Design and Analysis of Acoustic Metamaterials in Order to Isolate Microelectromechanical Systems Devices from High Frequency Acoustic Noise
Type of DegreePhD Dissertation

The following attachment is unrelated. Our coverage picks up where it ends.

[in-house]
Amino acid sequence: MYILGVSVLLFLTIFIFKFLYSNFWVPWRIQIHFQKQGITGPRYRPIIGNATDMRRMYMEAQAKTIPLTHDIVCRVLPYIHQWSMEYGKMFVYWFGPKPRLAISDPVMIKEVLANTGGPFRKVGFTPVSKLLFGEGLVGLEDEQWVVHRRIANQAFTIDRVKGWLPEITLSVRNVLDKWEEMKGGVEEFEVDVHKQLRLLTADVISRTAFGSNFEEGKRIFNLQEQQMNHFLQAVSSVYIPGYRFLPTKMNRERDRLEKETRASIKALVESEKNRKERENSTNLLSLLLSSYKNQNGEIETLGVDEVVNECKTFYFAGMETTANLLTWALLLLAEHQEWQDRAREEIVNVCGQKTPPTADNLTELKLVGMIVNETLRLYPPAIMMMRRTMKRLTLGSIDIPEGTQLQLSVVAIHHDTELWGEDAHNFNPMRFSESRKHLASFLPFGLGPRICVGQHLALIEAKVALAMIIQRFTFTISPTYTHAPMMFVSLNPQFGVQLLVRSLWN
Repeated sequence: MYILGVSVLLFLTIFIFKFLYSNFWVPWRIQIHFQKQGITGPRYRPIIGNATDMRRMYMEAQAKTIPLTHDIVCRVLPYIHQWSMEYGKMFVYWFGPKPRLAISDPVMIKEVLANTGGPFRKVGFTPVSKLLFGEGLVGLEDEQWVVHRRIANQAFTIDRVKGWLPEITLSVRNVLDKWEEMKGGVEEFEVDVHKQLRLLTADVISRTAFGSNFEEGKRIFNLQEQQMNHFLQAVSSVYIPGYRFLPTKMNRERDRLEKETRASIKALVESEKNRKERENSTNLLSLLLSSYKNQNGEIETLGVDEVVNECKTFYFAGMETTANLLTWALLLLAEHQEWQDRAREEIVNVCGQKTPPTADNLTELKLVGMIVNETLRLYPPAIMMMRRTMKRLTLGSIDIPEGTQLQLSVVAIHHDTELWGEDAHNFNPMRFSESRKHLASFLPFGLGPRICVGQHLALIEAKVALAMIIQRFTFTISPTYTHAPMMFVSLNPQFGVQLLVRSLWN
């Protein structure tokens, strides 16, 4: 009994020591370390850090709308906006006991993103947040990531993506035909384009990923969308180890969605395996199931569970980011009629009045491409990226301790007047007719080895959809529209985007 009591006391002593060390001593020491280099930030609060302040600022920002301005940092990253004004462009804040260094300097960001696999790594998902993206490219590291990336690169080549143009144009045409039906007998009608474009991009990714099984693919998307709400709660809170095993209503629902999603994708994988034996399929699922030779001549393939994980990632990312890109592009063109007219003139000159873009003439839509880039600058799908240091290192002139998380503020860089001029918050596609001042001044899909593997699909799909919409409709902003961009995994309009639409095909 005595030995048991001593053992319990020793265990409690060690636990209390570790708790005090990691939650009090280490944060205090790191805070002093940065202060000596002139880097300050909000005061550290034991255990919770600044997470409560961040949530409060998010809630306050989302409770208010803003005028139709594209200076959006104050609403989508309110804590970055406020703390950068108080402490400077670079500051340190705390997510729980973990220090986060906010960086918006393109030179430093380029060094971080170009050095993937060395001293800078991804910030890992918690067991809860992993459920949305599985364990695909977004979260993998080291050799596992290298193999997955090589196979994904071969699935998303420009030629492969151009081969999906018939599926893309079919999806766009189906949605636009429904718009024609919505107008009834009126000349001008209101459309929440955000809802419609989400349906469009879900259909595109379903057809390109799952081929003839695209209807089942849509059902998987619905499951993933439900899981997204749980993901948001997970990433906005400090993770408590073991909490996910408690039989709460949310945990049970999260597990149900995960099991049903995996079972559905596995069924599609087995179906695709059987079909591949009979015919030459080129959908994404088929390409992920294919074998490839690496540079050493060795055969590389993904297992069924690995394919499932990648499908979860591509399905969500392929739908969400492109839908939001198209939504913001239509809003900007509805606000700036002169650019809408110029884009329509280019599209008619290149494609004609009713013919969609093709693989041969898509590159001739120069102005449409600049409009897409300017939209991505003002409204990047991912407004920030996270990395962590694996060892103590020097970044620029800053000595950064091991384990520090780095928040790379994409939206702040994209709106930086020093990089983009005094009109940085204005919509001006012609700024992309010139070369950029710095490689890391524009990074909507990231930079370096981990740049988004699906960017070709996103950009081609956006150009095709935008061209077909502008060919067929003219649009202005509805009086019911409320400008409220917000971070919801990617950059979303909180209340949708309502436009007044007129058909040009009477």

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The effects of high frequency acoustic noise can be rather damaging to Microelectromechanical Systems (MEMS) devices. The use of MEMS devices is widespread; therefore, some operational environments for MEMS devices can be harsh with regards to high frequency acoustic noise. This research has developed a compact, configurable, omnidirectional, and passive packaging that isolates MEMS devices from damaging acoustic environments by utilizing acoustic metamaterials (AMM). An AMM is a material that affects sound waves and has properties not found in nature. Commonly, the properties are a function of the material’s geometric structure instead of material composition. In order to ensure acoustic mitigation across a broad spectrum of sensors and applications, sensor packaging was the focus of this research. The packaging developed during this research acoustically isolates the sensor using a combination of perforated nozzles in conjunction with interconnected cavities. The design is modular therefore the packaging can be tailored to fit any size required by the application. The design and experimental testing process was an iterative approach that was broken into three phases. The first phase focused on a series of nozzles with various features and of various sizes in a single input single output (SISO) configuration. Multiple designs were manufactured and experimentally tested. The testing concluded that a four-stage system of nozzles with radial and axial perforations and a constricted opening at the output plane of the system was the optimal configuration. This configuration is referred to as the Base Feature (BF) AMM. The nozzles in the early SISO configurations were two inches in length, but testing proved the system was operational when the nozzles were one-quarter inches in length meaning the overall thickness of the BF AMM configuration is one inch. From the control configuration to the BF AMM configuration, the average transmission loss (TLavg) across the acoustic spectrum went from 4.8 dB to 33.7 dB. Additionally, the BF performed well in the 2 kHz to 20 kHz range, with the TLavg over 35 dB. These experimental results for the BF AMM formed the basis for the second phase of testing. The next phase of testing focused on multiple input multiple output (MIMO) testing. A series of interconnected cavities surrounding the BF AMM were added to the design. The series of nozzles and accompanying interconnected cavities, called a cell, were repeated in parallel to form a panel. The panels consisted of 37 cells and were 7.5 inches in diameter. Multiple configurations of interconnected cavities of varying sizes were tested. The optimal configuration consisted of 12 interconnected cavities surrounding the BF AMM. This configuration is referred to as the Small Cavity AMM configuration. From the control panel to the Small Cavity AMM panel, the TLavg increased from 16.4 dB to 33.8 dB across the acoustic spectrum. The Small Cavity AMM performed exceptionally in the 2 kHz to 20 kHz range, with the TLavg equaling approximately 40 dB. These results formed the basis for the final phase of testing. The final stage of testing focused on an AMM Sphere. The Small Cavity AMM cell was modified to have curvature for use in the AMM Sphere. The AMM Sphere testing was performed at various distances as well as between multiple sound sources. The AMM Sphere test results were comparable in all the experimental test configurations with a TLavg at approximately 28 dB. The AMM Sphere performed exceptionally well in the 2 kHz to 20 kHz. The system performance when subjected to multiple sound sources was not affected. Acoustic simulations were performed with MSC ACTRAN. The theory and methodology of the acoustic simulations was thoroughly considered to ensure that any assumptions and the overall model development were accurate. Comparison of the acoustic simulations with the experimental results showed correlation and allowed for validation of the acoustic models. The experimental results were encapsulated within 1 standard deviation of the acoustic simulation mean results. The acoustic models demonstrated the capability to predict performance in operational environments. Several supplemental features are to be noted. The system is air permeable, therefore, adverse conditions such as stored heat, or the blockage of airflow are not introduced to the system. All of the configurations were tested in the Converging Nozzle and Diverging Nozzle configurations with similar results. This is indicative of the structure having the ability to keep sound in as well as out. This research has contributed to the field of AMM in several ways. The system’s capability to mitigate noise in the upper end of the acoustic spectrum is a significant contribution. Currently, AMM literature above 10 kHz is very rare. Within the current literature, AMM research above 10 kHz tends to be configured for a specific system and operates in a very narrow bandwidth or is theoretical in nature. The system’s ability to successfully operate from 2 kHz to 20 kHz is innovative. Additionally, the system operates omnidirectionally and with multiple sound sources. Current literature focuses on systems that operate in laboratory settings where the location of the single sound source is predetermined. Finally, the system can be configured to work with any MEMS device as well as within any application size.